Attend any rodeo with riding and roping competition and you’ll see them—competitors with four fingers on one hand and a nub where their thumb should be. It’s a common injury in the sport—a thumb gets caught between a rope on one end and a decent-sized steer pulling on the other, and the thumb is usually the loser. It’s not a career-ending injury, but the absence of a thumb changes things. Without using your thumb, try to brush your teeth or button a shirt or comb your hair or tie your shoes or even eat. That little overlooked member of your body plays a significant role.
The apostle Paul indicates a similar scenario in the church. Those often less visible and frequently less vocal members sometimes experience an “I don’t need you” response from the others (1 Corinthians 12:21). Usually this is unspoken, but there are times when it is said aloud.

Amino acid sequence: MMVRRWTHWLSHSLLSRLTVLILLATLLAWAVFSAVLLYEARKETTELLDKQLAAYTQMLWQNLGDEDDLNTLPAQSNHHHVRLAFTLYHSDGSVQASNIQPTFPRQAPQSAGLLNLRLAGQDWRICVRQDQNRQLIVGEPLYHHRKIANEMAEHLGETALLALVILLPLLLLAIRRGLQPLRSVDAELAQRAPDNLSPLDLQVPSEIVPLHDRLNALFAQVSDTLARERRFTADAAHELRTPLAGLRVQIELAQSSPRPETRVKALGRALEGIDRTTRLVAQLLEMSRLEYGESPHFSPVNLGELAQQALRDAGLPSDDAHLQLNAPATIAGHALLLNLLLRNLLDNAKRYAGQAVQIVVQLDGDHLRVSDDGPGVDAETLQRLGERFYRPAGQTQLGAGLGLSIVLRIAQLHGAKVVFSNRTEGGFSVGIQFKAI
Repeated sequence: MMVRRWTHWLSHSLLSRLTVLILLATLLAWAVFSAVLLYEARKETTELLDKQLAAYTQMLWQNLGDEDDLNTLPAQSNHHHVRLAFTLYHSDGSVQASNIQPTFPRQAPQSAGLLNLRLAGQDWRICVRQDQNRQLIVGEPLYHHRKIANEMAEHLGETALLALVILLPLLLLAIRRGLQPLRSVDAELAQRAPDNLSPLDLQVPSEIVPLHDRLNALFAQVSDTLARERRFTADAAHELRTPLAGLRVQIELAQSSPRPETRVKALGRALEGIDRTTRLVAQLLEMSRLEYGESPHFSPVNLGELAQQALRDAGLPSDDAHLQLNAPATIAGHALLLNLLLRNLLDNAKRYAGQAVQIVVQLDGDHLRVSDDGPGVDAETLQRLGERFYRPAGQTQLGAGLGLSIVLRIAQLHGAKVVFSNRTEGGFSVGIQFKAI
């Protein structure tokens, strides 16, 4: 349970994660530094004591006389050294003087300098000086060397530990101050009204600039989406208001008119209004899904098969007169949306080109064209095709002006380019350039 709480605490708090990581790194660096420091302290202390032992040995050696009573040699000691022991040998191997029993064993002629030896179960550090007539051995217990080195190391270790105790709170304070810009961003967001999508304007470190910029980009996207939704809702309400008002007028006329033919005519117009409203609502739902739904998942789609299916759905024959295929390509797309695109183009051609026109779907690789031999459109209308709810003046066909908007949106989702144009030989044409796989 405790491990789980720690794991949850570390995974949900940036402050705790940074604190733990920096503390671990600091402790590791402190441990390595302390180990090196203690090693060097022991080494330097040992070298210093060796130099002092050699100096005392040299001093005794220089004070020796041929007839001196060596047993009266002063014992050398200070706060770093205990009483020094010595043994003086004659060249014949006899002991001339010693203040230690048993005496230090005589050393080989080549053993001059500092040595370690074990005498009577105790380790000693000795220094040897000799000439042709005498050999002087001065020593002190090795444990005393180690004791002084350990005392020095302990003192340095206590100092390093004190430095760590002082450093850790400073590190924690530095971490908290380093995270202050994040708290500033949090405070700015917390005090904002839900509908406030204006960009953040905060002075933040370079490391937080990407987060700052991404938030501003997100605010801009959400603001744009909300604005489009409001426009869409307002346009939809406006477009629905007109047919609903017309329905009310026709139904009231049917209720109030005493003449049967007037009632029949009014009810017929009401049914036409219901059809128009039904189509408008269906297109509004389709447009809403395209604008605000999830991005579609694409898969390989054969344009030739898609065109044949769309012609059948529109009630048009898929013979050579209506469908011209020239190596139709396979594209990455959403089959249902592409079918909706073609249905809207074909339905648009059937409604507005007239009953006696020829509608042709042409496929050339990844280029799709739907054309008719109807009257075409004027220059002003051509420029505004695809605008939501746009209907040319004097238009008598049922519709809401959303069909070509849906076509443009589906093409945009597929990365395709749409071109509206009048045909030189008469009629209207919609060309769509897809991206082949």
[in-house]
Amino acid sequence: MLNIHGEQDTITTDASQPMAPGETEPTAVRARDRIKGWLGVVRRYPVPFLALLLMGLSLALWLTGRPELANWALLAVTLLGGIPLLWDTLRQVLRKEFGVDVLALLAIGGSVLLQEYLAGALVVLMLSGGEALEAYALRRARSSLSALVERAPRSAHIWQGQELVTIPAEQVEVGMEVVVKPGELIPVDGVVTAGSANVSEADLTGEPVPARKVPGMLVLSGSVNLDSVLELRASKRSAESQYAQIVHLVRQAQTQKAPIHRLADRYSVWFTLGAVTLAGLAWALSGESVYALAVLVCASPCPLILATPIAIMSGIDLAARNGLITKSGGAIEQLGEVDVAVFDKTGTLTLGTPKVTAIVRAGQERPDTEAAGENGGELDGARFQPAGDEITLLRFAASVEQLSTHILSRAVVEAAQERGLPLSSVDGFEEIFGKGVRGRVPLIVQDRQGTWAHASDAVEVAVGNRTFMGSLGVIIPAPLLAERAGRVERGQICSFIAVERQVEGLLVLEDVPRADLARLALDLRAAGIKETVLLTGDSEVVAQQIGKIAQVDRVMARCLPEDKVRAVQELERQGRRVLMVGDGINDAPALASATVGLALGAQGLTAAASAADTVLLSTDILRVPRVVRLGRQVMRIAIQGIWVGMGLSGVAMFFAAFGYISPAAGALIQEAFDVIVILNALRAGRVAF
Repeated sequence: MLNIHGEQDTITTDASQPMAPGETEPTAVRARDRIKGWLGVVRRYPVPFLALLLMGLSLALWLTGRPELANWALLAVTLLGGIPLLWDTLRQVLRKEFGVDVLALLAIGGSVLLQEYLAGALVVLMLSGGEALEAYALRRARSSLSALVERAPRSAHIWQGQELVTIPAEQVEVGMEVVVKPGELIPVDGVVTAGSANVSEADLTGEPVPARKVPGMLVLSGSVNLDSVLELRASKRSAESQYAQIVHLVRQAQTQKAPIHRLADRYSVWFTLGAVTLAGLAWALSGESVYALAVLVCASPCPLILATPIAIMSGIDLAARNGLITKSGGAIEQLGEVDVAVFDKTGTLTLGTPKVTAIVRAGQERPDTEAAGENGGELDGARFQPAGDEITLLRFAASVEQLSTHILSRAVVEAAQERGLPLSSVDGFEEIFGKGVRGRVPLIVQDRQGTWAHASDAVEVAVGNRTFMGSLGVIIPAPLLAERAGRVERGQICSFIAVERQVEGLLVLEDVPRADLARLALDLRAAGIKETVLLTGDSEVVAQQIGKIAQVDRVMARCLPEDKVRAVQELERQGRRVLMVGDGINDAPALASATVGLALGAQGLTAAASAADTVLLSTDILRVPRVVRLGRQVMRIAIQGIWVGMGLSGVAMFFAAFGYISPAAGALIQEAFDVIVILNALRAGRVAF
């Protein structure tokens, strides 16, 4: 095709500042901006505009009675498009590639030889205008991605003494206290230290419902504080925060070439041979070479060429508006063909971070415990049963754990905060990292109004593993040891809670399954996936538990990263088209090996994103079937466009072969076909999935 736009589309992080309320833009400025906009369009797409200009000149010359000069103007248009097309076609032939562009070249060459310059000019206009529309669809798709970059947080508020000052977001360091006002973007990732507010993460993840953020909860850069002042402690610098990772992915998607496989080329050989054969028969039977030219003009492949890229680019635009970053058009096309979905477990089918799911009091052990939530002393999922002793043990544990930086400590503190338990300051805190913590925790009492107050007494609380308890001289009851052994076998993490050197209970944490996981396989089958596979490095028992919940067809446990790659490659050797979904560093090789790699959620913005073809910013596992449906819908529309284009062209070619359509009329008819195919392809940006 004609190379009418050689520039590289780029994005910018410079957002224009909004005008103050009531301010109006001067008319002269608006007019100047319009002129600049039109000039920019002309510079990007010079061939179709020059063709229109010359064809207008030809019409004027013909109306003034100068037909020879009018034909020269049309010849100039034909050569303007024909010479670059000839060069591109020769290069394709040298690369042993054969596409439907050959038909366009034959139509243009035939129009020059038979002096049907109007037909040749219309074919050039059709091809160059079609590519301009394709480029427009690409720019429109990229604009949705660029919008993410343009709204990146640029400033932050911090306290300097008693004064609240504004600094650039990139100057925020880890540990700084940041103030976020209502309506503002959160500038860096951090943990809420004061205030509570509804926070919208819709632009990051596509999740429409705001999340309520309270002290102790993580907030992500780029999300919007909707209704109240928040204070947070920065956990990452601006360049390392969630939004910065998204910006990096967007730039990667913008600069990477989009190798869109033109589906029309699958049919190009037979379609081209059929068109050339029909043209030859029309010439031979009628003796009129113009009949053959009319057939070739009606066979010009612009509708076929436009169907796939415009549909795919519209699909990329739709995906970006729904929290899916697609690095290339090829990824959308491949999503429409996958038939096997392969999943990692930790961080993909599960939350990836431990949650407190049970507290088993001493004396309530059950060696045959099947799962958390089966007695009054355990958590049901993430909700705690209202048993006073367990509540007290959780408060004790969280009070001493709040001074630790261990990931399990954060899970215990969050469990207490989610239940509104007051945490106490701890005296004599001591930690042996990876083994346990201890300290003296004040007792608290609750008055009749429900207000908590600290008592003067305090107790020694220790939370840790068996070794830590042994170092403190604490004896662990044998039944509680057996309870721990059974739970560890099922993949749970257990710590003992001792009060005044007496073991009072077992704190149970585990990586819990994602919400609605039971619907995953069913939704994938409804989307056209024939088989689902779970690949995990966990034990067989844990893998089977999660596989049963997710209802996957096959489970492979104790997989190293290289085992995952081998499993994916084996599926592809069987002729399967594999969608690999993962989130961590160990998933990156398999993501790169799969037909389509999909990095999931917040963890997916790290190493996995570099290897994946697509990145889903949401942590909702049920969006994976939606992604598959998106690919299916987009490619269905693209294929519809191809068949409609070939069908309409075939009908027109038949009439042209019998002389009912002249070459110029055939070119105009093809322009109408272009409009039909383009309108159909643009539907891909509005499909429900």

God calls us to have equal concern and respect for one other (v. 25). Each and every one of us is a part of Christ’s body (v. 27), regardless of the gifting we have received, and we need each other. Some of us are eyes and ears, so to speak, and some of us are thumbs. But each of us plays a vital role in the body of Christ, sometimes more than meets the eye.
Source: Our Daily Bread